Teenage boy dies from box jellyfish sting in Far North Queensland


A teenage boy has died in hospital a week after being stung by a box jellyfish.

The 17-year-old was swimming at Patterson Point, near Bamaga, in Cape York in Far North Queensland on February 22 when he was stung.

The Royal Flying Doctor Service transported the boy to Townsville Hospital’s intensive care unit, where he died yesterday, Queensland Police confirmed to nine.com.au.

A teenage boy has died after being stung by a box jellyfish.
A teenage boy has died after being stung by a box jellyfish. (AP)

It is believed to be the first fatality from a box jellyfish sting in 15 years.

Following the teenager’s death, Torres and Cape Hospital and Health issued a warning about swimming in waters in the region.

“We are seeing sightings of both box jellyfish and jellyfish that cause Irukandji syndrome in our waters,” Torres and Cape Hospital and Health Service Northern Director of Medical Services Dr Marlow Coates said.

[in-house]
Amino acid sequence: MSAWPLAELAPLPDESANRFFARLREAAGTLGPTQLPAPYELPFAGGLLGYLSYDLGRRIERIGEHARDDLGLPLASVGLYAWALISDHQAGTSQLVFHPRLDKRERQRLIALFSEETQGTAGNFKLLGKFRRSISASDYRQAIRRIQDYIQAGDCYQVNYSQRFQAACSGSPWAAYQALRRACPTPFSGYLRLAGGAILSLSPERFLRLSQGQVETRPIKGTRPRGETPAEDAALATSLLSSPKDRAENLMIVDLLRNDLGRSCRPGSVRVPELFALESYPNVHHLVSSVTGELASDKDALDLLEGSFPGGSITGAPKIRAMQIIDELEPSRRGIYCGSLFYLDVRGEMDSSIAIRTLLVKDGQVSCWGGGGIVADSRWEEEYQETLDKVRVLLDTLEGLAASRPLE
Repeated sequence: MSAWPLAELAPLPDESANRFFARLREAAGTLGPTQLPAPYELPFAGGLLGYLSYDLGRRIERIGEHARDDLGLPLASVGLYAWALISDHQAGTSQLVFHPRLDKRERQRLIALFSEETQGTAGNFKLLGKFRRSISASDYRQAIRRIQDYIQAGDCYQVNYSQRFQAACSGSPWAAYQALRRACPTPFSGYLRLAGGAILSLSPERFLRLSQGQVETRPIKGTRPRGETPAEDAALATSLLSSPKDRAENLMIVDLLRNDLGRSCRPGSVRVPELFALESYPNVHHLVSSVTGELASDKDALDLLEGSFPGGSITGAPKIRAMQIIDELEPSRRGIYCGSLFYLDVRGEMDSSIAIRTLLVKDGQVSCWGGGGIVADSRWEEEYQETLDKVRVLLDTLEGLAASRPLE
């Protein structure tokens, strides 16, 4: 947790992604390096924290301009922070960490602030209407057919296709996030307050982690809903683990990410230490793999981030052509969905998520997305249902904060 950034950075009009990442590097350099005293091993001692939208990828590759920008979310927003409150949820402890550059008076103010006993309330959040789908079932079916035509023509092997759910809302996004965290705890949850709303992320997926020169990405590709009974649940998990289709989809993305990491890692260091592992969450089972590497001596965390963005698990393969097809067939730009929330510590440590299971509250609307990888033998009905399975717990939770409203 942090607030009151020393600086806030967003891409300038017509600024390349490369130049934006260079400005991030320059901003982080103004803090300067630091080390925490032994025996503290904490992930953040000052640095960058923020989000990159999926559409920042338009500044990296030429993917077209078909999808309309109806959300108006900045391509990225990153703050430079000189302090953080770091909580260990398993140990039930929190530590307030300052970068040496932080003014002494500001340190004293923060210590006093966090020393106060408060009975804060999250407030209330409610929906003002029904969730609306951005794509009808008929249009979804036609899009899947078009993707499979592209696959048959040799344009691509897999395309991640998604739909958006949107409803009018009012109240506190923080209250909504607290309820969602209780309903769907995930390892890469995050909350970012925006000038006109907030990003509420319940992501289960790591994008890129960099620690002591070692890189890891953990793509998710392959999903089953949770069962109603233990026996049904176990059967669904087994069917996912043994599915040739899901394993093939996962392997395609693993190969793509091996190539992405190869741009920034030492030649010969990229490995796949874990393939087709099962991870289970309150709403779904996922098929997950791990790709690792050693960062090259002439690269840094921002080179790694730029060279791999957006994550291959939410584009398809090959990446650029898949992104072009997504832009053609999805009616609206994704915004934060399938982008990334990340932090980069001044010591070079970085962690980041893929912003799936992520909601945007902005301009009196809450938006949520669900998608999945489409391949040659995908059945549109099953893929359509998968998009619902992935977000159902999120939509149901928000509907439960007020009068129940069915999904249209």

“If you don’t have a protective suit and you know there could be stingers or jellyfish in the water, just don’t go in,” he said.

“It’s also important that people are familiar with resuscitation methods – early resuscitation after major stings from box jellies has saved lives in the past few years.”

What happens if you get stung?

The Australian box jellyfish, Chironex fleckeri, is extremely dangerous and a constant threat through the warmer months on the Northern Queensland coast.

It is a large but almost transparent jellyfish with a box-shaped bell (with four corners).

A major Chironex sting is immediately and excruciatingly painful. It should be considered life-threatening.

Large box jellies such as Chironex have caused more than 70 fatalities in Australia.

Do not use salt or fresh water to treat Chironex – it will cause the stinging cells to discharge and worsen the sting.

Use vinegar instead and do not rub the sting or try to remove tentacles.

Source: Queensland Health